In the last few months, two albums have come out based on the poems of [Abraham] ibn Ezra. Berry Sakharoff has produced a wonderful disc that’s just come out on the piyyutim [liturgical poems] of the Jews of Libya. Ehud Banai, Etti Ankri, Evyatar Banai – there’s so much wonderful Israeli music that is increasingly spiritual and increasingly Jewish. And the fact that this is happening through Israeli rock music is one of the great wonders of Israeli culture.

The old dichotomies don’t work anymore. In the last generation, the great cultural argument was between “the Israelis” and “the Jews.” The Jews won -- in that Judaism is now the central question of Israeli culture, that question is: What kind of Judaism are we going to create in Israel? Will it be fundamentalism, will it be importing the ghetto into our sovereign reality? Or will we begin to take responsibility for creating a modern spiritual Judaism that takes into account the needs of Jews today?

Q: Will Israelis have an opportunity to read your book in Hebrew?

A: It’s being translated now, and I’m finalizing a contract with a publisher. For me, this is a Hebrew book that happens to have been written in English. And now at least it needs to be restored to its original Hebrew.

Q: Avital Geva, the conceptual artist from Kibbutz Ein Shemer, is one of your seven paratroopers. He’s a very appealing character, but his work is very hard to understand. Do you think he fully understands it himself, or is it possible he’s just working intuitively?

A: Avital is one of the most intuitive people I’ve ever met. In his being, he resists systemization, categorization. It’s a violation of his soul. And it was a tremendous challenge to try to understand who he is and what his work means.

Partly, it’s the necessary elusiveness of the artist. But it’s also integral to understanding Avital’s rejection and embrace of the kibbutz. He rejected the ideology of the kibbutz, especially of Hashomer Hatzair, as he saw in its rigid ideology a stranglehold on the spiritual vitality and spontaneity that the kibbutz should have been nurturing. But Avital was in revolt against the kibbutz in order to try and save what he believed was the essence of the kibbutz, which was the transformation of the human being.

It’s interesting, the old socialist-Zionist debate between Ber Borochov – founder of Marxist Zionism – and A.D. Gordon. Borochov believed that Zionism needed to transform the social and economic structure of the Jew. A.D. Gordon believed that it needed to transform the soul of the Jew. Avital was a direct heir of A.D. Gordon. And his struggle was that he grew up in a society that was formed by Ber Borochov.

What Avital was trying to do in the greenhouse was create a model of holistic universe. For Avital, the kibbutz is a holistic society. It’s a society where no one is extraneous. Everyone has his place. People are valued not for what they do, but for who they are.

And that is what he sees in the greenhouse. Nothing goes to waste in the greenhouse. Water is pumped from the fish tanks to feed the plants. The excess water then drips out from the plants back into the fish tank.

Avital is a deeply religious man, a mystic. I think that one of the tragedies of Hashomer Hatzair was that it was fundamentally a mystical movement that was hijacked by ideology.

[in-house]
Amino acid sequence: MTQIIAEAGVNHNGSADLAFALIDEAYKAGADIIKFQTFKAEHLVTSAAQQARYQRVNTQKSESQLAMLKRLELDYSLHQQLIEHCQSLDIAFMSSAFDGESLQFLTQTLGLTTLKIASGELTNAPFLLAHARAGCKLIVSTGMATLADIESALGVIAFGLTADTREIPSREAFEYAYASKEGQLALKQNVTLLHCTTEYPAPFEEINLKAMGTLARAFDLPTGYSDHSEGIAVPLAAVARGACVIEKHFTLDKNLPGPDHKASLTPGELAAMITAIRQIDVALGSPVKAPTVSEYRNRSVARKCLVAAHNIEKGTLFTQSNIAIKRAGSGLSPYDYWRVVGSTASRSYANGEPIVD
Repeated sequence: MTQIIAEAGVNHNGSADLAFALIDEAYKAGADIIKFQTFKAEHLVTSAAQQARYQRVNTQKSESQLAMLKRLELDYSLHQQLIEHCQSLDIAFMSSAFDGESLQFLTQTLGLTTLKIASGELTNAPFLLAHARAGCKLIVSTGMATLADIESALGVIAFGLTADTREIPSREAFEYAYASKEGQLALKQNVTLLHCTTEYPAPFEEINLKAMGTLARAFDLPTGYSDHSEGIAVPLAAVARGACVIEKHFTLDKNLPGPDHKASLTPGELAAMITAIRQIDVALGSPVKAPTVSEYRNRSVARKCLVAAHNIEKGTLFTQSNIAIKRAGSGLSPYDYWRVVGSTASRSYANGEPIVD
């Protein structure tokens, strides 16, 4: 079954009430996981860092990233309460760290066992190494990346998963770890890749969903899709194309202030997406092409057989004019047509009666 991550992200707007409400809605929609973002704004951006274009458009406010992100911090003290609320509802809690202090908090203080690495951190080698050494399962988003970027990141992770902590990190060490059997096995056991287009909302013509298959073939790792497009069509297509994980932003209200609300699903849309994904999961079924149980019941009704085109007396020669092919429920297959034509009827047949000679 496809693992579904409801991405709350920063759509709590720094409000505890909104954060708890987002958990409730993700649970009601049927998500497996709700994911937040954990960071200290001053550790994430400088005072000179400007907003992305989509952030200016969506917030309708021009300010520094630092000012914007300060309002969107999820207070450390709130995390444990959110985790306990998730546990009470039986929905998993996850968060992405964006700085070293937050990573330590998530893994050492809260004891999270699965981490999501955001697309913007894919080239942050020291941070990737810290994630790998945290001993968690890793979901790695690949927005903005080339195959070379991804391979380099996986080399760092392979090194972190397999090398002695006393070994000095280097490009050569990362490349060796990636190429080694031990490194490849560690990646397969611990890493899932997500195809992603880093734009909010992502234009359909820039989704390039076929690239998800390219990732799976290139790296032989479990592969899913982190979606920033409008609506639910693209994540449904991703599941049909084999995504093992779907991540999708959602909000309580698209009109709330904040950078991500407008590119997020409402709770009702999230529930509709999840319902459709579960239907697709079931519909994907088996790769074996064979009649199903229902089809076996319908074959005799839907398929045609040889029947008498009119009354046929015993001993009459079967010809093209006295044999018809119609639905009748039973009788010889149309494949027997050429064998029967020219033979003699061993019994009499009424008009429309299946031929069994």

And Avital represents that revolt, which succeeded for him in his own personal life, in his work, but failed in the kibbutz movement. Although it may be premature to say that. Maybe what we’re seeing is the necessary freeing of the kibbutz from its rigid ideology, in order to allow it to begin to confront its deep spirituality.

I need to say that the deeper level for me of the book is not left and right, but kibbutz and settlement – and these two messianic utopian strains of Zionism. Both rejected the notion of Zionism as the movement to create a safe refuge for the Jewish people, and said, no, Zionism has to be about world redemption. And in that sense the irony is that the settlers and the kibbutzniks are in the same cultural, or spiritual, camp, even though they express it in radically different ways.

What was moving for me was in, discovering the kibbutzim, that I fell in love with the kibbutz. There’s an old poem by Rachel [Bluwstein], “Hehayita, o halamti halom?” – “Was it real, or was I dreaming?” I found myself asking, did this really happen? Did Zionism really produce this mass movement of egalitarian communes? What a story. How have we allowed this movement to fade away, without at the very least saying thank you. We are a society of ingrates. We owe our existence to the kibbutzim. Now I’m speaking as a former Betaree. I was taught to see the kibbutz as the enemy of Revisionist Zionism.

I grew up learning the songs of the Etzel [the Irgun] and the Stern Group. When I was 14, I knew all the words to "Hayyalim Almonim," the hymn of the Etzel. I didn’t know the songs, let along the folk dances, of the kibbutz. Betar had an entirely different Zionist culture. Bnei Akiva and Hashomer Hatzair had much more in common than Betar did with Bnei Akiva.

So, when I began writing this book, and the foundation of these two movements is really Bnei Akiva and Hashomer Hatzair, I had to learn retroactively the songs of these movements. I have spent hundreds of hours plugged into my iPod listening to the songs of the halutzim. I’ve fallen in love with the Hebrew translations of the songs of the Red Army that Palmachniks sang in the 1940s: these wonderful, melancholy stirring songs. I have discovered a whole part of my Israeli being that I didn’t know existed. And I have fallen in love with the kibbutz - at precisely the moment that the kibbutz fell out of love with itself, lost its self-confidence. I feel bereft. I’m like this specter haunting Israel. I’m looking for the vanished Israel. And I did not expect that to happen to me, writing this book.

David Rubinger
Courtesy
Wikicommons